Saturday, July 28, 2007
An incredible amicus brief has been prepared by the Federal Public Defenders in the Gall case. The question presented is "whether, when determining the 'reasonableness' of a district court sentence under United States v. Booker, 543 U.S. 220 (2005), it is appropriate to require district courts to justify a sentence outside the range recommended by the United States Sentencing Guidelines with a finding of extraordinary circumstances." The Brief covers four basic arguments:
"I. The Original Intent Was That Sentencing Policy and Practice Would Evolve in Response to the Actions and Views of Sentencing Courts.
II. Before Booker, The Intent That Decisions of Sentencing Judges Would Contribute to a Sentencing Common Law and Evolution of the Sentencing Guidelines Was Not Fulfilled.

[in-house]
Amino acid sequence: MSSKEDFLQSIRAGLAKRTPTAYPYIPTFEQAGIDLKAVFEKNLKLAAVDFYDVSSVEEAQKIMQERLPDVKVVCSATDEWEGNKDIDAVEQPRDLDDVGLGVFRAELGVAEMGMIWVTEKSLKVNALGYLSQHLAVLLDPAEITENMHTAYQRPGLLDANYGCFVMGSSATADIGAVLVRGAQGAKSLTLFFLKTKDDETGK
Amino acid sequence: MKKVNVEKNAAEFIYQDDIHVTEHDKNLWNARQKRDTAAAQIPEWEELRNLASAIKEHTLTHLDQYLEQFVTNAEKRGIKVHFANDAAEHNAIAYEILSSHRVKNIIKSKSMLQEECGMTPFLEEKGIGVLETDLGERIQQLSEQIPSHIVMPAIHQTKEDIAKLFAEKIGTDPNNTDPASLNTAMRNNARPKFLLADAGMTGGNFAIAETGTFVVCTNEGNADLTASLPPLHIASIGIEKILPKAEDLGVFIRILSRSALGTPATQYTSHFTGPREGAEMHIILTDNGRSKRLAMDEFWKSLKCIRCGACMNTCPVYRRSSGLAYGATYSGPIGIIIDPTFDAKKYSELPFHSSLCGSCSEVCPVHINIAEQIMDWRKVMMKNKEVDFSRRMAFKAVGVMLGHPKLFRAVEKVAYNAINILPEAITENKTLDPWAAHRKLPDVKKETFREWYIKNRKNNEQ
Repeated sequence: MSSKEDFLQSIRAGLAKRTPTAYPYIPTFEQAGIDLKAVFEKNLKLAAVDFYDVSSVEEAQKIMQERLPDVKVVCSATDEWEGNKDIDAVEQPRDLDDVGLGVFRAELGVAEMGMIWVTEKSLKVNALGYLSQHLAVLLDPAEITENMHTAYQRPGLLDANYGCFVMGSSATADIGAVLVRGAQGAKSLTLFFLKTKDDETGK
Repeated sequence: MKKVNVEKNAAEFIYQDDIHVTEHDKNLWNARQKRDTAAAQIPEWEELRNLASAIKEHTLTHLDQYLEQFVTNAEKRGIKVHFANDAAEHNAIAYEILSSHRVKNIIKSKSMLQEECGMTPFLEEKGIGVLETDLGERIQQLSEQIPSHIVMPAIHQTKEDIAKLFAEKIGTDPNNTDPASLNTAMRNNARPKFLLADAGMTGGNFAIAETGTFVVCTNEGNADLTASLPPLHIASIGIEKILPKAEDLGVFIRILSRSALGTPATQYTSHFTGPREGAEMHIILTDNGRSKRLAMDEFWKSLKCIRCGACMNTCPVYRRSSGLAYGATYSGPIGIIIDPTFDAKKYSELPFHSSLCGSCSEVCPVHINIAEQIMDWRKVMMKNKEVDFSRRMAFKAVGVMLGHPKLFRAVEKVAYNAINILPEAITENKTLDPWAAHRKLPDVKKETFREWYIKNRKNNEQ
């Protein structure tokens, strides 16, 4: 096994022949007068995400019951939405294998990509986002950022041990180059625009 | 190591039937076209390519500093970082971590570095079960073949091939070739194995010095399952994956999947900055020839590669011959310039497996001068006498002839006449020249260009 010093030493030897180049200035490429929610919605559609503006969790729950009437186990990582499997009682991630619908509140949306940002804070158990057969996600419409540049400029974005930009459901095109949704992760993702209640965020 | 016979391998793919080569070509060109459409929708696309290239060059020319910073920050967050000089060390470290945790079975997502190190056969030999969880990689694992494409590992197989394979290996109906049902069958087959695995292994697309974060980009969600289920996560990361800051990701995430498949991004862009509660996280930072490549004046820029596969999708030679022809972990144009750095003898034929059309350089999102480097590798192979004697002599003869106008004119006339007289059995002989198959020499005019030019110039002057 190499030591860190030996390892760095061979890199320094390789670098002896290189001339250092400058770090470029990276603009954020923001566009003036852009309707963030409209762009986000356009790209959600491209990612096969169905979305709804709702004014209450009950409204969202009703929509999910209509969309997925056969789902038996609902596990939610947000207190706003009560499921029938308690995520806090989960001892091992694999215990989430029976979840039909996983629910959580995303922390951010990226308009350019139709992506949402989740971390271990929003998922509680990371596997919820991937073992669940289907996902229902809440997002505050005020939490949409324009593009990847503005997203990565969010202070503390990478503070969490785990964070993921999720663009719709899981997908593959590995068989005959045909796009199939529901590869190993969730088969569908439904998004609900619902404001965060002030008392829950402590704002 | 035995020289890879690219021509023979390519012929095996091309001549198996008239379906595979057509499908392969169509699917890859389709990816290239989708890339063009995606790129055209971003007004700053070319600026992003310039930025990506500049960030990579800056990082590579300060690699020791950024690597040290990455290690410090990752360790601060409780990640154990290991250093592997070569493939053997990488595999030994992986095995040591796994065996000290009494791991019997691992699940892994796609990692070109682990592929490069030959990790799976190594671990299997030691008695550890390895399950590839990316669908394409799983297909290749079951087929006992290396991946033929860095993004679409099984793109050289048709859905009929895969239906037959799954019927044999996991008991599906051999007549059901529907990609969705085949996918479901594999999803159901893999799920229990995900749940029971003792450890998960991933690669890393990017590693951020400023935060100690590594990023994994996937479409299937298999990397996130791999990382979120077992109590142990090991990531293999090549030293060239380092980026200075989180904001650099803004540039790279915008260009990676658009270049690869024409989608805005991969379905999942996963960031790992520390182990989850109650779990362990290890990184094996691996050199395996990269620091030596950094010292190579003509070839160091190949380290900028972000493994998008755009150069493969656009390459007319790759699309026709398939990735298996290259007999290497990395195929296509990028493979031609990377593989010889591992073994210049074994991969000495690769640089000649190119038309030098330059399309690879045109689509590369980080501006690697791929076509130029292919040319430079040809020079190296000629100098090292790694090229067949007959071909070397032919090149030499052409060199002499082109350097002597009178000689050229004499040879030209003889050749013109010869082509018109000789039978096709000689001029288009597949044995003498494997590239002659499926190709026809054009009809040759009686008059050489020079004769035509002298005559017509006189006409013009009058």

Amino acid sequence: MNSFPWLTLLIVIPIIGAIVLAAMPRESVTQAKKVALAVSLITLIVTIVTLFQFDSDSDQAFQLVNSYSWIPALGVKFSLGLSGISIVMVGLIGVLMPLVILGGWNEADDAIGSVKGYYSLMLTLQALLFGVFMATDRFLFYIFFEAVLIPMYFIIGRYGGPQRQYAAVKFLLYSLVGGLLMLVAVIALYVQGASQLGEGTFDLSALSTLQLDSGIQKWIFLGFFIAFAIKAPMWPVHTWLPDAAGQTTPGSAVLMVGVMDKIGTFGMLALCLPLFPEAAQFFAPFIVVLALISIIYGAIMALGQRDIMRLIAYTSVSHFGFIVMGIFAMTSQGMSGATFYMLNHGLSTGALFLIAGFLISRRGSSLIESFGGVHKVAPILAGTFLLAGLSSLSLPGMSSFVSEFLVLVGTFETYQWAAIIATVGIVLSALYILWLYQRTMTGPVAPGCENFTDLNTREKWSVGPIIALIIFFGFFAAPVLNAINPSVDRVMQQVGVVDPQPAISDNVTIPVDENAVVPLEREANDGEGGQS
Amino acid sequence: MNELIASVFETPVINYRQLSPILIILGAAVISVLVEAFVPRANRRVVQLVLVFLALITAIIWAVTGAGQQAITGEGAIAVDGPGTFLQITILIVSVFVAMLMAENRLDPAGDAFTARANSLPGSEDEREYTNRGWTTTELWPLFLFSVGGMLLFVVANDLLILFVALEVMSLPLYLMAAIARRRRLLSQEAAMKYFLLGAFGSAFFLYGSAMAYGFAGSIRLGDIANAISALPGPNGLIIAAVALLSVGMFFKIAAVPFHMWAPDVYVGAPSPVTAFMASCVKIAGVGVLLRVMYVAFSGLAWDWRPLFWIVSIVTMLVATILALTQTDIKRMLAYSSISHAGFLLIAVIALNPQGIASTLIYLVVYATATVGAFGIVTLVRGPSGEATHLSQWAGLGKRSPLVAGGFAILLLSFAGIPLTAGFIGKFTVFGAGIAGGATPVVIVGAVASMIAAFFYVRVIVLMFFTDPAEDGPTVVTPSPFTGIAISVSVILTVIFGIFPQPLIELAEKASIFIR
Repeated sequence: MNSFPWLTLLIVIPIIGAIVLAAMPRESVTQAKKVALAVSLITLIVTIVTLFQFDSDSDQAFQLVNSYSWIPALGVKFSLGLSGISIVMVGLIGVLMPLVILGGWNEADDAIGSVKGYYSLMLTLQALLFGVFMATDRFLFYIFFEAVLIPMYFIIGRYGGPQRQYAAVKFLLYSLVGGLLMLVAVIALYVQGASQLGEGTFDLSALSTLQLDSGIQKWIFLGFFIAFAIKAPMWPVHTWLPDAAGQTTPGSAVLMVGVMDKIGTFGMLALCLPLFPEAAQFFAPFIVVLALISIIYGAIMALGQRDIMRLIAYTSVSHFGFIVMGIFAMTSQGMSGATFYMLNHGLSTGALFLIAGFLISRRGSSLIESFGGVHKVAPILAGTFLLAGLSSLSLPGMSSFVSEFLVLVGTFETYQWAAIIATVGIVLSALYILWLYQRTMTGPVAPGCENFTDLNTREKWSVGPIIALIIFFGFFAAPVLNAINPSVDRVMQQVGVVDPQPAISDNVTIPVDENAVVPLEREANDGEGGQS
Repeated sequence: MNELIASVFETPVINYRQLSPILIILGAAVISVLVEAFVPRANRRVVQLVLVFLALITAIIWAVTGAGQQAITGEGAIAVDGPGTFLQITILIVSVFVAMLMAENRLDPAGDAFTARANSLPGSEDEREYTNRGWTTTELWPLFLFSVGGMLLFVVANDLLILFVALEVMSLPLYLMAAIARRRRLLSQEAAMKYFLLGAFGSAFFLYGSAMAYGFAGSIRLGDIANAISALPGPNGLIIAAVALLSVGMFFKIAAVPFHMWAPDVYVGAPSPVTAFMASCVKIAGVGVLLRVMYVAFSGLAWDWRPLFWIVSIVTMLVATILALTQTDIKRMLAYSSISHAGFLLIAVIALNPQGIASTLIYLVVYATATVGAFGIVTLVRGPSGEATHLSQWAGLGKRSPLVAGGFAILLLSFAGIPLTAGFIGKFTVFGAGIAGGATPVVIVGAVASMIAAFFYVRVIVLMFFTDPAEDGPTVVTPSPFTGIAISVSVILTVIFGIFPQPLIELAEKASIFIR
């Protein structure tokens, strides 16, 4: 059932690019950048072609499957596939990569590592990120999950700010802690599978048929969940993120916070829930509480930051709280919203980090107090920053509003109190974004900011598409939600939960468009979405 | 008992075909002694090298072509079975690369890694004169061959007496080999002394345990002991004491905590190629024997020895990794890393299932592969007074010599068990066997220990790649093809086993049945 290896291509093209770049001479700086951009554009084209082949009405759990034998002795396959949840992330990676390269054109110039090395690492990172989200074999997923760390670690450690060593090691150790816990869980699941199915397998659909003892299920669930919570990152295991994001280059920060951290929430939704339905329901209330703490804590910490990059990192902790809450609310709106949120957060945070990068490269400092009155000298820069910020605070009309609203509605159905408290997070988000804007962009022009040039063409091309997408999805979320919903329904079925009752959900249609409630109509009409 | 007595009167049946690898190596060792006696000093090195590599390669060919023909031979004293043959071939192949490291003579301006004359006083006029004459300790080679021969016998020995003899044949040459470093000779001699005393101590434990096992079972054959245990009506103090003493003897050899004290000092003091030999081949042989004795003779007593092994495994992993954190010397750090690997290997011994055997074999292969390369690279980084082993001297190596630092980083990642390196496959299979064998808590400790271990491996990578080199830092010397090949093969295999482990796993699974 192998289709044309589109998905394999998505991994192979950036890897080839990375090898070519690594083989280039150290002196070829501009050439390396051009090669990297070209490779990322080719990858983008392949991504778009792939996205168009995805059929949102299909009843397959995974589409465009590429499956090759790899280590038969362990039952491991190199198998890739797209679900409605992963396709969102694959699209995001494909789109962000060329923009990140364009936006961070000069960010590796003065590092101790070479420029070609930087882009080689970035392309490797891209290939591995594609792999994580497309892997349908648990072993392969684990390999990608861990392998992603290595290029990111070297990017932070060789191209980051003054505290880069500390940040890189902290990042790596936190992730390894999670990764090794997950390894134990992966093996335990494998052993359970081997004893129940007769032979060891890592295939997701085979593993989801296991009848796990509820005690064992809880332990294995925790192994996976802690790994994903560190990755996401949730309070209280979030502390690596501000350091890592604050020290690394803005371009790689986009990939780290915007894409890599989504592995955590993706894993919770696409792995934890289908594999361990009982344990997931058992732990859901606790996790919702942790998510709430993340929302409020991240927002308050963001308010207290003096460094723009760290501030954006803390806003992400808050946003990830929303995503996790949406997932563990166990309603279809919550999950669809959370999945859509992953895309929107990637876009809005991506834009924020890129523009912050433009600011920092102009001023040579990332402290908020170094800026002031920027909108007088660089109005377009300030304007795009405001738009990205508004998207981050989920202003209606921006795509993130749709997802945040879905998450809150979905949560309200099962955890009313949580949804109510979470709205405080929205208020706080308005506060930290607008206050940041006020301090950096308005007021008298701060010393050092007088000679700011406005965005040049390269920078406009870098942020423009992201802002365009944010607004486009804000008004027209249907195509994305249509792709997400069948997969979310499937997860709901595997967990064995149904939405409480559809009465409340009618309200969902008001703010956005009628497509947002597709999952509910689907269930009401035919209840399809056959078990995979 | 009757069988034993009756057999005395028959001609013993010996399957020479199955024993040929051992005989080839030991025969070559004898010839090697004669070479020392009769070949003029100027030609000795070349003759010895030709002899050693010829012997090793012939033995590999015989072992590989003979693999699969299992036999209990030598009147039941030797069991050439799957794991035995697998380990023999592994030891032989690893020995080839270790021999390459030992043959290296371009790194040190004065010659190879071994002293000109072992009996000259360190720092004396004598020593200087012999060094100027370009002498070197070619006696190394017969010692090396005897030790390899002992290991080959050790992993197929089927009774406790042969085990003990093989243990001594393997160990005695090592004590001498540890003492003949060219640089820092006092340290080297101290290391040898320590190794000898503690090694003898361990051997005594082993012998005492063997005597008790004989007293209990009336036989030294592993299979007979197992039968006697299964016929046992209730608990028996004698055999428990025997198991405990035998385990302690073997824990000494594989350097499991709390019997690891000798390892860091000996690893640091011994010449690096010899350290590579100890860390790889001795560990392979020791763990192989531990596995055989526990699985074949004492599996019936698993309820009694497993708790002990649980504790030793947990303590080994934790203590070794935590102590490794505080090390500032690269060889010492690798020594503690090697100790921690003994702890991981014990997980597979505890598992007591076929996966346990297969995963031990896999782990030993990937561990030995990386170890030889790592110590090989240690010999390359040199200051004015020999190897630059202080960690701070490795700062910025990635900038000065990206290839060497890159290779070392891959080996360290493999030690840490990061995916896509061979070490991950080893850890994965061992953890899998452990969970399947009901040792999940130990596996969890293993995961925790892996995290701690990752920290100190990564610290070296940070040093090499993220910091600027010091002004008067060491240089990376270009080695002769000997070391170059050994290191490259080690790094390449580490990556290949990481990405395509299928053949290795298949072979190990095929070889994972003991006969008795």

III. After Booker, Aggressive Appellate Review of Sentences Outside the Guideline Range Again Forecloses the Possibility of District Court Feedback to the Commission, Discourages Development of a Sentencing Common Law, and Is Now Unlawful and Unconstitutional.
IV. Requiring Deference to District Courts’ Application of § 3553(a) to Individual Cases Will At Last Permit the Development of a Sentencing Common Law and a Dialogue with the Commission."
Credit for writing goes to Amy Baron-Evans with the assistance given her by Sara Noonan and Jennifer Coffin of the Federal Defender Sentencing Resource Counsel and Dan Kaplan, AFPD in the Arizona office. Editing and polishing done by Paul Rashkind,Henry Bemporad, David Lewis, Kristen Rogers, and Tim Crooks .
(esp) (w/ a hat tip to David Beneman)